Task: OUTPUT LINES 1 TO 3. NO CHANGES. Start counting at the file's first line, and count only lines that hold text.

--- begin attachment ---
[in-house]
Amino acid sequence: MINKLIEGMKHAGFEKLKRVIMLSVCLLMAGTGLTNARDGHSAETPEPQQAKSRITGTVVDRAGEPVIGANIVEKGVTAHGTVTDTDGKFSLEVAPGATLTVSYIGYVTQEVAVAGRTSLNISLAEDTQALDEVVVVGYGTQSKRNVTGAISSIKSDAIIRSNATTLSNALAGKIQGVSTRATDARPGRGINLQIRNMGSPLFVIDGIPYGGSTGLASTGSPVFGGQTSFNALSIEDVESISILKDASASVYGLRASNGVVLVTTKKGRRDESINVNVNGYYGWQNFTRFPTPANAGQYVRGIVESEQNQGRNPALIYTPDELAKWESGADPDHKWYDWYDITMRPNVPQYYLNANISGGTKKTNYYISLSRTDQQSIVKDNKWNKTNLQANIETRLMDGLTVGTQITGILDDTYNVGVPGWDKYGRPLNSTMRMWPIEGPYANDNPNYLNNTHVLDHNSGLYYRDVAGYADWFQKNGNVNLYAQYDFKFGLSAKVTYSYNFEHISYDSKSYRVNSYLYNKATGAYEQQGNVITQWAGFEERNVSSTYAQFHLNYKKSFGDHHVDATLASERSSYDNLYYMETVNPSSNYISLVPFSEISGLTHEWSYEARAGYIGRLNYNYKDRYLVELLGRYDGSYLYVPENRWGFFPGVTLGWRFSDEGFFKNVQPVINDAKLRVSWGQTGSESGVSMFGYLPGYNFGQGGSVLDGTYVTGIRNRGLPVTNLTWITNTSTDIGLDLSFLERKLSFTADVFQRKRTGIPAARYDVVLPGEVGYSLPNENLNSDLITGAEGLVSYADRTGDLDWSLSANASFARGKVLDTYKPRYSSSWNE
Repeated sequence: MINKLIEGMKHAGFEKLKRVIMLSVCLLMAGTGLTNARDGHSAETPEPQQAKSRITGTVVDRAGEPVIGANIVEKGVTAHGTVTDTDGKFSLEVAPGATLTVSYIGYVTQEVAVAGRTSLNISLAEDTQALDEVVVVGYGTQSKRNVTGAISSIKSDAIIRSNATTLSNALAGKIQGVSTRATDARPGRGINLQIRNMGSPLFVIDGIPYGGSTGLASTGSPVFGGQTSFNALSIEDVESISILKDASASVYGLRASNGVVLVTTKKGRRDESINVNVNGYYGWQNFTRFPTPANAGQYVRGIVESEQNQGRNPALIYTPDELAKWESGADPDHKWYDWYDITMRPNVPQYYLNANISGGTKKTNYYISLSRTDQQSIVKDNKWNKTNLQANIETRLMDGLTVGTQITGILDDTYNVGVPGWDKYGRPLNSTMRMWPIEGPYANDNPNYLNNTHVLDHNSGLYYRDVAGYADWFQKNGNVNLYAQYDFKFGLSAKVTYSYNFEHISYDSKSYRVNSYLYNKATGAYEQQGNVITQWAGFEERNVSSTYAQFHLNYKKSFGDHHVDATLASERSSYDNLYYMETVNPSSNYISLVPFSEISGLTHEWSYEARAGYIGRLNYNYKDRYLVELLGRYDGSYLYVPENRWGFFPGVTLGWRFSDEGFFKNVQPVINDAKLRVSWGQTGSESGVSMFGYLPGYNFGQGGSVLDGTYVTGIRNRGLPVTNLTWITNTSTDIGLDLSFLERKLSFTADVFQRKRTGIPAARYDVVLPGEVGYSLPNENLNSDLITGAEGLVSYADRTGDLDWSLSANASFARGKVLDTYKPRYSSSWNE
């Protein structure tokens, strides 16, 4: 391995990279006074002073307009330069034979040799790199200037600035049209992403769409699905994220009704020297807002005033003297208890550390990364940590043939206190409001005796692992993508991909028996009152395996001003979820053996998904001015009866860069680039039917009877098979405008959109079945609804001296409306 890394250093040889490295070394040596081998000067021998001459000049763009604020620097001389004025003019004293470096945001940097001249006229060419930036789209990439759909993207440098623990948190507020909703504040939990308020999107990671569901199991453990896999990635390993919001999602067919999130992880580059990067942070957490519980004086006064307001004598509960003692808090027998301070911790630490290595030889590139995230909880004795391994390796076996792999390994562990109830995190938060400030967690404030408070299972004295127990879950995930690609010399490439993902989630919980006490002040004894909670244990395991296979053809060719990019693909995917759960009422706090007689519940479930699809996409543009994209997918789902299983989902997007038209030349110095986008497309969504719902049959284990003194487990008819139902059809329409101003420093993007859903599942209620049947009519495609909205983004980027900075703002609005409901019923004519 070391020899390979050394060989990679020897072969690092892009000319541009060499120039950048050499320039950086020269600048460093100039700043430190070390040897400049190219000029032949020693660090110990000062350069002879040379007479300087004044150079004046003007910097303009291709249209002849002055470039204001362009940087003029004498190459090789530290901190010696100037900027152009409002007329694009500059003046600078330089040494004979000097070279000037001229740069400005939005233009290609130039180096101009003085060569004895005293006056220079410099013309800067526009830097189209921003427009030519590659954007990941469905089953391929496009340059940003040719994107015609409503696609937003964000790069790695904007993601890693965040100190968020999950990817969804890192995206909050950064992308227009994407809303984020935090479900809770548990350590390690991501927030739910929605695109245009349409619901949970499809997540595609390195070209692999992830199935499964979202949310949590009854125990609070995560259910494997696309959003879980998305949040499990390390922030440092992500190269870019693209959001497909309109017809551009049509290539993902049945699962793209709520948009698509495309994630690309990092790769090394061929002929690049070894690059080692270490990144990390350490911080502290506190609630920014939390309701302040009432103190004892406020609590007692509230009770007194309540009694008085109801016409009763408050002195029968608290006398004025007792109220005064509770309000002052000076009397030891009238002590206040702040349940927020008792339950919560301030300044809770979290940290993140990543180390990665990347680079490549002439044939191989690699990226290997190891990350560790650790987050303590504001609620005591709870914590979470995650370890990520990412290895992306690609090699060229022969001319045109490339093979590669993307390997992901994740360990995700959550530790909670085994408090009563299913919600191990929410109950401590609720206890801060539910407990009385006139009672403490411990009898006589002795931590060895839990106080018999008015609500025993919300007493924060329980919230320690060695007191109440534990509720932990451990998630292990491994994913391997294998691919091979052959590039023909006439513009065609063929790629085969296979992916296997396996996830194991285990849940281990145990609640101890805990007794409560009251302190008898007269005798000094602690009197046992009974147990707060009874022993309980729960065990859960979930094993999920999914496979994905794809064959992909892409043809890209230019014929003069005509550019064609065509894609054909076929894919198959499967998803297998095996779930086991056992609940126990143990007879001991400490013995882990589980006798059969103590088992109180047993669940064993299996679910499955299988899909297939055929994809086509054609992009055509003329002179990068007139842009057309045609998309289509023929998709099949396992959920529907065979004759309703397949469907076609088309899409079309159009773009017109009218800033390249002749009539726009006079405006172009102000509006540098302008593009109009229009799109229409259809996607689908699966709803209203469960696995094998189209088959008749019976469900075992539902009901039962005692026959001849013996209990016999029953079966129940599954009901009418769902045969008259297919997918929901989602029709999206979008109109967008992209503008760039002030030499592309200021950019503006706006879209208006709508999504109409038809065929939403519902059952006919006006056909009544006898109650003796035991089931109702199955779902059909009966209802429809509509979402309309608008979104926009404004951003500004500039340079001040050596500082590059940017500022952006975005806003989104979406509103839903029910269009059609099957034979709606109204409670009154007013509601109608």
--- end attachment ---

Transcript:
[in-house]
Amino acid sequence: MINKLIEGMKHAGFEKLKRVIMLSVCLLMAGTGLTNARDGHSAETPEPQQAKSRITGTVVDRAGEPVIGANIVEKGVTAHGTVTDTDGKFSLEVAPGATLTVSYIGYVTQEVAVAGRTSLNISLAEDTQALDEVVVVGYGTQSKRNVTGAISSIKSDAIIRSNATTLSNALAGKIQGVSTRATDARPGRGINLQIRNMGSPLFVIDGIPYGGSTGLASTGSPVFGGQTSFNALSIEDVESISILKDASASVYGLRASNGVVLVTTKKGRRDESINVNVNGYYGWQNFTRFPTPANAGQYVRGIVESEQNQGRNPALIYTPDELAKWESGADPDHKWYDWYDITMRPNVPQYYLNANISGGTKKTNYYISLSRTDQQSIVKDNKWNKTNLQANIETRLMDGLTVGTQITGILDDTYNVGVPGWDKYGRPLNSTMRMWPIEGPYANDNPNYLNNTHVLDHNSGLYYRDVAGYADWFQKNGNVNLYAQYDFKFGLSAKVTYSYNFEHISYDSKSYRVNSYLYNKATGAYEQQGNVITQWAGFEERNVSSTYAQFHLNYKKSFGDHHVDATLASERSSYDNLYYMETVNPSSNYISLVPFSEISGLTHEWSYEARAGYIGRLNYNYKDRYLVELLGRYDGSYLYVPENRWGFFPGVTLGWRFSDEGFFKNVQPVINDAKLRVSWGQTGSESGVSMFGYLPGYNFGQGGSVLDGTYVTGIRNRGLPVTNLTWITNTSTDIGLDLSFLERKLSFTADVFQRKRTGIPAARYDVVLPGEVGYSLPNENLNSDLITGAEGLVSYADRTGDLDWSLSANASFARGKVLDTYKPRYSSSWNE
Repeated sequence: MINKLIEGMKHAGFEKLKRVIMLSVCLLMAGTGLTNARDGHSAETPEPQQAKSRITGTVVDRAGEPVIGANIVEKGVTAHGTVTDTDGKFSLEVAPGATLTVSYIGYVTQEVAVAGRTSLNISLAEDTQALDEVVVVGYGTQSKRNVTGAISSIKSDAIIRSNATTLSNALAGKIQGVSTRATDARPGRGINLQIRNMGSPLFVIDGIPYGGSTGLASTGSPVFGGQTSFNALSIEDVESISILKDASASVYGLRASNGVVLVTTKKGRRDESINVNVNGYYGWQNFTRFPTPANAGQYVRGIVESEQNQGRNPALIYTPDELAKWESGADPDHKWYDWYDITMRPNVPQYYLNANISGGTKKTNYYISLSRTDQQSIVKDNKWNKTNLQANIETRLMDGLTVGTQITGILDDTYNVGVPGWDKYGRPLNSTMRMWPIEGPYANDNPNYLNNTHVLDHNSGLYYRDVAGYADWFQKNGNVNLYAQYDFKFGLSAKVTYSYNFEHISYDSKSYRVNSYLYNKATGAYEQQGNVITQWAGFEERNVSSTYAQFHLNYKKSFGDHHVDATLASERSSYDNLYYMETVNPSSNYISLVPFSEISGLTHEWSYEARAGYIGRLNYNYKDRYLVELLGRYDGSYLYVPENRWGFFPGVTLGWRFSDEGFFKNVQPVINDAKLRVSWGQTGSESGVSMFGYLPGYNFGQGGSVLDGTYVTGIRNRGLPVTNLTWITNTSTDIGLDLSFLERKLSFTADVFQRKRTGIPAARYDVVLPGEVGYSLPNENLNSDLITGAEGLVSYADRTGDLDWSLSANASFARGKVLDTYKPRYSSSWNE